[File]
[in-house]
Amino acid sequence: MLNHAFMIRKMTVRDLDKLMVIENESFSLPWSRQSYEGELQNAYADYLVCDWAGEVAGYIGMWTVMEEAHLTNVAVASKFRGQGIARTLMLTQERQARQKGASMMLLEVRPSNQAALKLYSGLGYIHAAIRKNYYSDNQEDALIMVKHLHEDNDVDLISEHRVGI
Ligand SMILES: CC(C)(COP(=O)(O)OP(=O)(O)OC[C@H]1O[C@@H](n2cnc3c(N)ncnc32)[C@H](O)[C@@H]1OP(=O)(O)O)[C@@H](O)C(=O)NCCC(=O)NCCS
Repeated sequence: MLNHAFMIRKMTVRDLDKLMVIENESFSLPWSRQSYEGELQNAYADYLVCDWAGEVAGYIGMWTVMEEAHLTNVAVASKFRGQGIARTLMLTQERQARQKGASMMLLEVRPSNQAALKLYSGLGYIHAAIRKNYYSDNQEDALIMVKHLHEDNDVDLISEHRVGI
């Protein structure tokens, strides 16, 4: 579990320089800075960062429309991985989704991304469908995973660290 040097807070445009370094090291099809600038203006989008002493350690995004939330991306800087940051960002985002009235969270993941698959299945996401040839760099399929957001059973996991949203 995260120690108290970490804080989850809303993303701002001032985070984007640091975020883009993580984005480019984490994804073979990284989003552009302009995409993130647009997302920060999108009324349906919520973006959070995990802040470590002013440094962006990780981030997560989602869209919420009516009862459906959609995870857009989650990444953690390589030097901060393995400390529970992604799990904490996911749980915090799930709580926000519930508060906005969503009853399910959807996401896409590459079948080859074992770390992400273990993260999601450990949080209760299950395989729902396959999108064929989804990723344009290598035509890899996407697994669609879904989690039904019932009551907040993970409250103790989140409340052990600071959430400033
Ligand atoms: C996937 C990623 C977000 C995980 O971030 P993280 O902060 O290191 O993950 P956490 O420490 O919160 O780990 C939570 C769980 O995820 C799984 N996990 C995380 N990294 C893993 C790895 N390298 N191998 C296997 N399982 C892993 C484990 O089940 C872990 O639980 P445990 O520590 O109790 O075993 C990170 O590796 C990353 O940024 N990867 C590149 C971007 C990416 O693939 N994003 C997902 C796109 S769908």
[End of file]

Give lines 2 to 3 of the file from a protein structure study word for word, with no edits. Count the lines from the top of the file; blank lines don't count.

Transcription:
Amino acid sequence: MLNHAFMIRKMTVRDLDKLMVIENESFSLPWSRQSYEGELQNAYADYLVCDWAGEVAGYIGMWTVMEEAHLTNVAVASKFRGQGIARTLMLTQERQARQKGASMMLLEVRPSNQAALKLYSGLGYIHAAIRKNYYSDNQEDALIMVKHLHEDNDVDLISEHRVGI
Ligand SMILES: CC(C)(COP(=O)(O)OP(=O)(O)OC[C@H]1O[C@@H](n2cnc3c(N)ncnc32)[C@H](O)[C@@H]1OP(=O)(O)O)[C@@H](O)C(=O)NCCC(=O)NCCS